Stocks fell hard on Friday, just as everyone knew would happen after Britain voted to leave the European Union. Fulfilling what was perhaps the only sure-fire result of the Brexit scenario, the Dow Jones Industrial Average, S&P 500, and Nasdaq each declined about 3% by midday.
Nearly all of the 30 U.S. stocks that make up the Dow Jones index were down—except one: Walmart (WMT).
Although Walmart’s stock rose just barely—up less than 1%—it was the lone survivor of the Brexit vote carnage because the big-box retailer has several attributes that uniquely insulate it from the aftermath of the U.K. referendum.
First, Walmart’s business is primarily based in the U.S., with only about a quarter of its $478.6 billion in annual revenue coming from international markets. Should Britain’s exit from the EU make trade more difficult in that country as is expected, Walmart won’t be affected much, as England only represents a small slice of its business anyway.
Second, because Walmart is a discount retail store, it tends to be more of a defensive stock, one that investors turn to when they’re worried about the economy, which is the primary concern with the Brexit results and the cause of the market selloff. If the economy slows and people lose their jobs in the aftermath of Britain’s withdrawal, they may shop more at Walmart as a way of pinching pennies.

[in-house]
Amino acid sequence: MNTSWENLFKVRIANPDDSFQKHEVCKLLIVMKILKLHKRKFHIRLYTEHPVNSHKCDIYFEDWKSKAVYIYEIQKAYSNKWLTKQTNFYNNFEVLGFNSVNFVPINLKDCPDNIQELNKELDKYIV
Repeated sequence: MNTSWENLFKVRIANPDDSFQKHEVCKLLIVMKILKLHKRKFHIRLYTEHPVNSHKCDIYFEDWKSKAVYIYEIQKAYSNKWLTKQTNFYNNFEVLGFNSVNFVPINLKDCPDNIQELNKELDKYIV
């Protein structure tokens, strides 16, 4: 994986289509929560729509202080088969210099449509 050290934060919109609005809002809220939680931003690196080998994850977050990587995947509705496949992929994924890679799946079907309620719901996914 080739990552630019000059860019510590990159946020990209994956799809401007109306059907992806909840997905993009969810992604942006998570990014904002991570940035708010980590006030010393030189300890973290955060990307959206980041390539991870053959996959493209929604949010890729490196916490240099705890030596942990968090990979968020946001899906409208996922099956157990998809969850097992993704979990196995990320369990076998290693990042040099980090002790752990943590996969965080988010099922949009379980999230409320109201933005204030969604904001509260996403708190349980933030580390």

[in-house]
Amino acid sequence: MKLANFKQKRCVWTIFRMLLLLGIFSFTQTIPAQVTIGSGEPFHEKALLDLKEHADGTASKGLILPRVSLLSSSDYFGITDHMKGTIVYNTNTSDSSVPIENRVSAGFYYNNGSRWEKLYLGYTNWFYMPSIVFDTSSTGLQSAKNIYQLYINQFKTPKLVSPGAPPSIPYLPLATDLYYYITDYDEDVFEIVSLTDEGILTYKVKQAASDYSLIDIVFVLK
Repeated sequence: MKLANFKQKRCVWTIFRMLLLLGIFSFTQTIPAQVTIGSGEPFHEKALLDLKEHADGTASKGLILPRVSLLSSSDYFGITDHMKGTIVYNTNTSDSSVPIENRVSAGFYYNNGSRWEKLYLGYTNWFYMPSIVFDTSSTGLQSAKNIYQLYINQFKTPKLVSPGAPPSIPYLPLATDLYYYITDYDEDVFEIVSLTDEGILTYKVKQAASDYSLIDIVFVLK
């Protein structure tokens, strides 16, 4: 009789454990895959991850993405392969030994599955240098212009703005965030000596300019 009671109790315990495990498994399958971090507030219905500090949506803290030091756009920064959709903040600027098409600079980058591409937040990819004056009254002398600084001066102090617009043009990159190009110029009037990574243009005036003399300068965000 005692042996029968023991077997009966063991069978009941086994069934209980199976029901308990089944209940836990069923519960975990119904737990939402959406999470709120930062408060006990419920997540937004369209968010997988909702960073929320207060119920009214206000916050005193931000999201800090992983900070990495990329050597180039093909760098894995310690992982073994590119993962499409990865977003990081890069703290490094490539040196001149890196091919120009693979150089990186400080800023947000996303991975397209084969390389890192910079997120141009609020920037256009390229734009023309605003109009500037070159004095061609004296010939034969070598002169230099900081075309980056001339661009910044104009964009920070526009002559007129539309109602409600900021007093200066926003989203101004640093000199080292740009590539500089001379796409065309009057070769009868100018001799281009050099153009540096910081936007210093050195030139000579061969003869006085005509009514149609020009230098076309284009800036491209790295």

Finally, Walmart stock offers something that’s likely to become even more rare following Brexit: a dividend yield of 2.8%. Because interest rates remain near historical lows, Walmart’s dividend yield is already much higher than the yield of the typical U.S. Treasury bond. And now that the Brexit decision has thrown global markets into uncertainty, interest rates are now more likely to stay low even longer, with some investors predicting that the Fed won’t even raise rates at all this year anymore, despite the two rate hikes that it previously planned. In that case, investors will probably seek yield in dividend stocks like Walmart.
On top of that Walmart is somewhat of a good buy right now. The stock has a price-to-earnings ratio 16, which makes is lower than the P/E of the average stock in the S&P 500 at 19, and significantly lower than the P/E of 288 of its digital rival Amazon (AMZN), shares of which dropped $23 on Friday.